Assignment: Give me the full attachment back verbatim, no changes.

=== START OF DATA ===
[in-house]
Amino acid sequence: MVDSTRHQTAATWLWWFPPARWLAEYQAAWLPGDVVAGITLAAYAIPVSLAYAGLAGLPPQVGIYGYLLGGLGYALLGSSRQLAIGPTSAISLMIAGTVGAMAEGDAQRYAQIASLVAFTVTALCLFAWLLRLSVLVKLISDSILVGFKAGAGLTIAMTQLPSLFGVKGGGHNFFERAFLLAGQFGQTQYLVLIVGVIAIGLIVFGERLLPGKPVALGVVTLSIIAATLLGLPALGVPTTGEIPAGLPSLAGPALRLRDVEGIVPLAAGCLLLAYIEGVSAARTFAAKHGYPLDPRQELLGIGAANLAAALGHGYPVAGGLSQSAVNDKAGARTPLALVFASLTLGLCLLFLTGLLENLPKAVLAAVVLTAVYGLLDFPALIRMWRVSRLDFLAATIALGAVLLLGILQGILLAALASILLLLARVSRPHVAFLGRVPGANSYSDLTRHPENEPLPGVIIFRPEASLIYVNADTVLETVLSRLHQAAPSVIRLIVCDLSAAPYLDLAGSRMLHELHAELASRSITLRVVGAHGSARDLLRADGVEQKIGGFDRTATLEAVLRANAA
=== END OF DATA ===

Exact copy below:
[in-house]
Amino acid sequence: MVDSTRHQTAATWLWWFPPARWLAEYQAAWLPGDVVAGITLAAYAIPVSLAYAGLAGLPPQVGIYGYLLGGLGYALLGSSRQLAIGPTSAISLMIAGTVGAMAEGDAQRYAQIASLVAFTVTALCLFAWLLRLSVLVKLISDSILVGFKAGAGLTIAMTQLPSLFGVKGGGHNFFERAFLLAGQFGQTQYLVLIVGVIAIGLIVFGERLLPGKPVALGVVTLSIIAATLLGLPALGVPTTGEIPAGLPSLAGPALRLRDVEGIVPLAAGCLLLAYIEGVSAARTFAAKHGYPLDPRQELLGIGAANLAAALGHGYPVAGGLSQSAVNDKAGARTPLALVFASLTLGLCLLFLTGLLENLPKAVLAAVVLTAVYGLLDFPALIRMWRVSRLDFLAATIALGAVLLLGILQGILLAALASILLLLARVSRPHVAFLGRVPGANSYSDLTRHPENEPLPGVIIFRPEASLIYVNADTVLETVLSRLHQAAPSVIRLIVCDLSAAPYLDLAGSRMLHELHAELASRSITLRVVGAHGSARDLLRADGVEQKIGGFDRTATLEAVLRANAA